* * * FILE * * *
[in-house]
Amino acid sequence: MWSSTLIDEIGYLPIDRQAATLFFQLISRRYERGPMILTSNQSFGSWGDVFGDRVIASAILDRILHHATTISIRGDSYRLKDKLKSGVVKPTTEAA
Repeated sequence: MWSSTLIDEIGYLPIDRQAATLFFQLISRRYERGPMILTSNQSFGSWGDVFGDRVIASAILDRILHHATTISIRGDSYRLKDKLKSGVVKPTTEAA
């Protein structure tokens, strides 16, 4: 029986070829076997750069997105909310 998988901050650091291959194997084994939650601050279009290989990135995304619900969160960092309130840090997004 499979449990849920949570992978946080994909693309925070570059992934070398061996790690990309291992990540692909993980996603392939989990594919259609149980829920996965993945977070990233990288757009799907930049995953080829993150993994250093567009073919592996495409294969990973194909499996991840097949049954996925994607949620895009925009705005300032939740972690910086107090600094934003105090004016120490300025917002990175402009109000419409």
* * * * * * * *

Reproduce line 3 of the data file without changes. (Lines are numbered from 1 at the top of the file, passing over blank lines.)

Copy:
Repeated sequence: MWSSTLIDEIGYLPIDRQAATLFFQLISRRYERGPMILTSNQSFGSWGDVFGDRVIASAILDRILHHATTISIRGDSYRLKDKLKSGVVKPTTEAA